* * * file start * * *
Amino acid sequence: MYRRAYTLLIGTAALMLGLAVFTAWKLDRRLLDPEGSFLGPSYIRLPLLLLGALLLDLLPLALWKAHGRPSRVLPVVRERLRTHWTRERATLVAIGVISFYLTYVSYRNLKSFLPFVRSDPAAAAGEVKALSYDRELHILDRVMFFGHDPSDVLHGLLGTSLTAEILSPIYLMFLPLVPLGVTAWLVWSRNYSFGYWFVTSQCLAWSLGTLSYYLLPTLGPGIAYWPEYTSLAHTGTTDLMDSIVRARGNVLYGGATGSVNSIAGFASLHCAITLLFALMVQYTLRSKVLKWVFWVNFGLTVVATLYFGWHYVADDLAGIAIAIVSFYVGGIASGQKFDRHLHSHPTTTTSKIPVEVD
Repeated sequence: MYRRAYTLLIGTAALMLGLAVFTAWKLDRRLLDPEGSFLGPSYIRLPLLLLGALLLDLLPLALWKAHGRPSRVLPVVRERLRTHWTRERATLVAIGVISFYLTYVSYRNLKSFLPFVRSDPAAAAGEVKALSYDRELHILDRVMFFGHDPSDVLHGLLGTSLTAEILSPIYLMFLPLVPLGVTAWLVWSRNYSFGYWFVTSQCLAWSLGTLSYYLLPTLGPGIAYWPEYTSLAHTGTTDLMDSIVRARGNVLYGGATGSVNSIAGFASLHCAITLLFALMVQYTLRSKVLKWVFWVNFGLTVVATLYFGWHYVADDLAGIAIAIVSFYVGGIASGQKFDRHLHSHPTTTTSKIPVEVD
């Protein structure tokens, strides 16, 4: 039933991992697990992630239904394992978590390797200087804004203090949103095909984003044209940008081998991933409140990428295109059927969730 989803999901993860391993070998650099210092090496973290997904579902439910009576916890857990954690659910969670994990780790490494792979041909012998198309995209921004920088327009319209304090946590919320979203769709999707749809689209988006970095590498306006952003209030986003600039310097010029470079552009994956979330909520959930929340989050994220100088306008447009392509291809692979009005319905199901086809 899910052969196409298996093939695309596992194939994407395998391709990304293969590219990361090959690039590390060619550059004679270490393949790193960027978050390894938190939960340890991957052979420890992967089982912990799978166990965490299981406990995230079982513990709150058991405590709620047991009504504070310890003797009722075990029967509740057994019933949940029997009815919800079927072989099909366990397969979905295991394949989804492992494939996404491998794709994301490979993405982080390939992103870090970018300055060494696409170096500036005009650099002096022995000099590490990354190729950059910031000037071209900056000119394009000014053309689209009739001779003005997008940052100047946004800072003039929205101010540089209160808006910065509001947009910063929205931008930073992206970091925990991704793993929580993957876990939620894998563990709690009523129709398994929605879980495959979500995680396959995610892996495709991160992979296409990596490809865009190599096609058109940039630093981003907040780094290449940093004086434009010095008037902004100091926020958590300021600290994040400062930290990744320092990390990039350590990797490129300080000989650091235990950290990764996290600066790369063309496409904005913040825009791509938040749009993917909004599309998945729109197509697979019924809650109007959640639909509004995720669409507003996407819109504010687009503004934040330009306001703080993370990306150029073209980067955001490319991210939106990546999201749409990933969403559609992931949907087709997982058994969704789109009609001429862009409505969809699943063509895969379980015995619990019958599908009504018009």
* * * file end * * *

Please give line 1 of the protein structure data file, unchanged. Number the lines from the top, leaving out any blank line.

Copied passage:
Amino acid sequence: MYRRAYTLLIGTAALMLGLAVFTAWKLDRRLLDPEGSFLGPSYIRLPLLLLGALLLDLLPLALWKAHGRPSRVLPVVRERLRTHWTRERATLVAIGVISFYLTYVSYRNLKSFLPFVRSDPAAAAGEVKALSYDRELHILDRVMFFGHDPSDVLHGLLGTSLTAEILSPIYLMFLPLVPLGVTAWLVWSRNYSFGYWFVTSQCLAWSLGTLSYYLLPTLGPGIAYWPEYTSLAHTGTTDLMDSIVRARGNVLYGGATGSVNSIAGFASLHCAITLLFALMVQYTLRSKVLKWVFWVNFGLTVVATLYFGWHYVADDLAGIAIAIVSFYVGGIASGQKFDRHLHSHPTTTTSKIPVEVD